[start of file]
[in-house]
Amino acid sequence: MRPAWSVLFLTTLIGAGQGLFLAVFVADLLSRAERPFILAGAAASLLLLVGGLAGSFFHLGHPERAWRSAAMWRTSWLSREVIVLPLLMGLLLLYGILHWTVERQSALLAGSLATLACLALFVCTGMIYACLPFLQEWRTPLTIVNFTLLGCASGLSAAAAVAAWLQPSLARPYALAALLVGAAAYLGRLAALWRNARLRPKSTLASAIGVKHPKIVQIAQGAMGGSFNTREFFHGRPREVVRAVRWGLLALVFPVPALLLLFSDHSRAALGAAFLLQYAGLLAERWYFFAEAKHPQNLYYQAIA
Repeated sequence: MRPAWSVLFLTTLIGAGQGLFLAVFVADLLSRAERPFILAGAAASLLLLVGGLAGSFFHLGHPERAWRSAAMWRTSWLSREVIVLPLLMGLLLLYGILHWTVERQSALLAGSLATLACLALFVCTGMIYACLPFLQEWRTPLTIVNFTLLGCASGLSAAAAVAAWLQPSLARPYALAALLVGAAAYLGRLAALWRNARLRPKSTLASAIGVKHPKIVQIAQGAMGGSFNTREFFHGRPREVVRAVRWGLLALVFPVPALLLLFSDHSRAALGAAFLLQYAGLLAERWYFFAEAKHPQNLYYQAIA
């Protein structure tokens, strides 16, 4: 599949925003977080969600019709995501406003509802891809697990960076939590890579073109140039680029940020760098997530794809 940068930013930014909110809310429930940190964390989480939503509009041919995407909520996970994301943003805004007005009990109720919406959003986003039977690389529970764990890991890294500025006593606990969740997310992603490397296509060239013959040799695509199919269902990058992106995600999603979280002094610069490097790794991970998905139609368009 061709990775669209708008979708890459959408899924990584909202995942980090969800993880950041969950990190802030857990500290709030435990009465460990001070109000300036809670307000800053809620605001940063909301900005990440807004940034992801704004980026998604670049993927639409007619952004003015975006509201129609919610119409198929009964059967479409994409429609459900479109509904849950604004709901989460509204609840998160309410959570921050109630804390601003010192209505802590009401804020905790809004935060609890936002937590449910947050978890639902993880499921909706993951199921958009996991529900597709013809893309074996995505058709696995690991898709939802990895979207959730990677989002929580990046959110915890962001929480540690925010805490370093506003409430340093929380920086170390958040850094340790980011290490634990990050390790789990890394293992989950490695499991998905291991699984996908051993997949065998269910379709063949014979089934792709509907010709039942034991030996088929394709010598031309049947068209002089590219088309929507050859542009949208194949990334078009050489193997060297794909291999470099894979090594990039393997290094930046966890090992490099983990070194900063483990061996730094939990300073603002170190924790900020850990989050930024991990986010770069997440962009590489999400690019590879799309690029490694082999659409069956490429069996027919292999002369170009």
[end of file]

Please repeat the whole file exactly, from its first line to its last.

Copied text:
[in-house]
Amino acid sequence: MRPAWSVLFLTTLIGAGQGLFLAVFVADLLSRAERPFILAGAAASLLLLVGGLAGSFFHLGHPERAWRSAAMWRTSWLSREVIVLPLLMGLLLLYGILHWTVERQSALLAGSLATLACLALFVCTGMIYACLPFLQEWRTPLTIVNFTLLGCASGLSAAAAVAAWLQPSLARPYALAALLVGAAAYLGRLAALWRNARLRPKSTLASAIGVKHPKIVQIAQGAMGGSFNTREFFHGRPREVVRAVRWGLLALVFPVPALLLLFSDHSRAALGAAFLLQYAGLLAERWYFFAEAKHPQNLYYQAIA
Repeated sequence: MRPAWSVLFLTTLIGAGQGLFLAVFVADLLSRAERPFILAGAAASLLLLVGGLAGSFFHLGHPERAWRSAAMWRTSWLSREVIVLPLLMGLLLLYGILHWTVERQSALLAGSLATLACLALFVCTGMIYACLPFLQEWRTPLTIVNFTLLGCASGLSAAAAVAAWLQPSLARPYALAALLVGAAAYLGRLAALWRNARLRPKSTLASAIGVKHPKIVQIAQGAMGGSFNTREFFHGRPREVVRAVRWGLLALVFPVPALLLLFSDHSRAALGAAFLLQYAGLLAERWYFFAEAKHPQNLYYQAIA
């Protein structure tokens, strides 16, 4: 599949925003977080969600019709995501406003509802891809697990960076939590890579073109140039680029940020760098997530794809 940068930013930014909110809310429930940190964390989480939503509009041919995407909520996970994301943003805004007005009990109720919406959003986003039977690389529970764990890991890294500025006593606990969740997310992603490397296509060239013959040799695509199919269902990058992106995600999603979280002094610069490097790794991970998905139609368009 061709990775669209708008979708890459959408899924990584909202995942980090969800993880950041969950990190802030857990500290709030435990009465460990001070109000300036809670307000800053809620605001940063909301900005990440807004940034992801704004980026998604670049993927639409007619952004003015975006509201129609919610119409198929009964059967479409994409429609459900479109509904849950604004709901989460509204609840998160309410959570921050109630804390601003010192209505802590009401804020905790809004935060609890936002937590449910947050978890639902993880499921909706993951199921958009996991529900597709013809893309074996995505058709696995690991898709939802990895979207959730990677989002929580990046959110915890962001929480540690925010805490370093506003409430340093929380920086170390958040850094340790980011290490634990990050390790789990890394293992989950490695499991998905291991699984996908051993997949065998269910379709063949014979089934792709509907010709039942034991030996088929394709010598031309049947068209002089590219088309929507050859542009949208194949990334078009050489193997060297794909291999470099894979090594990039393997290094930046966890090992490099983990070194900063483990061996730094939990300073603002170190924790900020850990989050930024991990986010770069997440962009590489999400690019590879799309690029490694082999659409069956490429069996027919292999002369170009």